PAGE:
Film Review - Venom
>> It’s October, which means white girls everywhere are posting pics of their pumpkin spiced lattes and trying to find the best witty yet slutty costume out there. It’s easy to get wrapped up in these important festivities, but let’s not forget what’s really important: Halloween movies. The horror genre is huge, like a vast body of bloody water filled with chainsaws, demonic dolls, and everything that nightmares are made of. October is a great month because it encourages Halloweenies to devote a month of their life to the horror genre. This year has delivered some really stellar scares—including Hereditary, Mandy, and Upgrade—but let's talk about Venom. Yeah, the thriller/sci-fi/Marvel movie that’s trying to reap the benefits of Halloween.
Venom is a Spiderman spin-off produced by Columbia Pictures in association with Marvel (which means this quaint production couldn’t even sport the legendary three minute Marvel Entertainment title card). Directed by Ruben Fleischer (Zombieland, Gangster Squad), Venom follows journalist Eddie Brock (Tom Hardy) after the alien Venom (again, Hardy) merges with his body, and together they work to take down the Life Foundation, an evil corporation conducting inhumane experiments.
The Spiderman franchise has seen multiple directors, spin-offs, and numerous iterations of the same plot lines and character arcs. Interestingly enough, Venom is the first film that solely focuses on a villain sans Spiderman. Sounds interesting right? A full two hours of one man merging bodies with an alien and reeking bloodsoaked havoc across San Francisco—well, sorry to break it to you, but Venom is one massive missed opportunity. Instead of showcasing Venom as the ruthless villain he is, the film’s plot actually turns the villain into a superhero. A superhero that's so bland and cheesy that he’s reminiscent of the 2003 superhero films most of us are trying to forget. I get it, this film’s aim was to be a pre-Halloween PG-13 blockbuster so it could sell seats and costumes. If Venom took the R rating route, this film could’ve gone from “possible cult classic” to “legendary”. If it went for a more serious and dark script instead of cheap and comedic and mixed that in with some Game of Thrones level violence, then we would have the first and greatest villain film of all time. Sure, kids wouldn’t be able to see the film, but maybe if Venom added a level of sophistication Marvel would have actually helped with the film distribution.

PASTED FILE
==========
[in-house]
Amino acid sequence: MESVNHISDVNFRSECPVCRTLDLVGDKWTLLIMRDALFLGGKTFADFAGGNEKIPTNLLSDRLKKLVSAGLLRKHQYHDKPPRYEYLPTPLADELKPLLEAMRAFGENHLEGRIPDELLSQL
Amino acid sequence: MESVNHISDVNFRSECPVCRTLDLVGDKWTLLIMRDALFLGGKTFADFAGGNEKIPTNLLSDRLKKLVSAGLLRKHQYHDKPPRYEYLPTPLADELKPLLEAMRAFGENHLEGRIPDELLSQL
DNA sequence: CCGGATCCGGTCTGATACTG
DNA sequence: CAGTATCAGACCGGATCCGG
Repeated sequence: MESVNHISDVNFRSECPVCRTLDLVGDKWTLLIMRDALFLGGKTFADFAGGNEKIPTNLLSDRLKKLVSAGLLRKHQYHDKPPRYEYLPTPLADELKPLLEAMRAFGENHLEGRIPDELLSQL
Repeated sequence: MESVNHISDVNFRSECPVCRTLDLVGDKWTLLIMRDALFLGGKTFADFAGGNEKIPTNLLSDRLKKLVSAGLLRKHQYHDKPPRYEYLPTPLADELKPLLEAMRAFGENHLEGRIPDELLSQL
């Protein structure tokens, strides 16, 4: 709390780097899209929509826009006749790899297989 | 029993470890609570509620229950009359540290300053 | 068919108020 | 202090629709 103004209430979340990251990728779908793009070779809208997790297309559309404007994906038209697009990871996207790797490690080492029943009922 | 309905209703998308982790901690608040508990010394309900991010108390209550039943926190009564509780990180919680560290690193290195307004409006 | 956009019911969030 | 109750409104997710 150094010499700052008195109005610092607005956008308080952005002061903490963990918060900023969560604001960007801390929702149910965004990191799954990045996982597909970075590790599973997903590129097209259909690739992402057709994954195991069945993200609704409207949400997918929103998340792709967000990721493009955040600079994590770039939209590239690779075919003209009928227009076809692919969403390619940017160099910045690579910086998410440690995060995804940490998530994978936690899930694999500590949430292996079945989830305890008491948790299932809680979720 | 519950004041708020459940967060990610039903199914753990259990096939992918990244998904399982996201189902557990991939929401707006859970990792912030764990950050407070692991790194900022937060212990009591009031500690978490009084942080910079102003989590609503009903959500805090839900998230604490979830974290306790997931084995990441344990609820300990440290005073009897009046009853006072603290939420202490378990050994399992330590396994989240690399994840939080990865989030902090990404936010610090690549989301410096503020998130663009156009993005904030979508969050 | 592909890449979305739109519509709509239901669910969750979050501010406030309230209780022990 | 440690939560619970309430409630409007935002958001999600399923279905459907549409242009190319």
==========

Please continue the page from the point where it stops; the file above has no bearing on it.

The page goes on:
Venom is cringy, its dialogue is very similar to what we saw in Upgrade—so much so that it almost feels like a cheap rip off. The CGI is not the best, even an untrained eye can find its weakest points. It’s sloppy, a seven-minute car chase scene is filmed so poorly viewers can’t tell what is even happening. We are living in the era of superhero films, and there’s a very small margin for error. Venom had all the right components but unfortunately took the wrong direction. While this film may receive cult status, just know it would be receiving it in the same light as films like Showgirls. Also, Michelle Williams you are better than this, please don’t sign on for a shitty sequel. 3/10 <<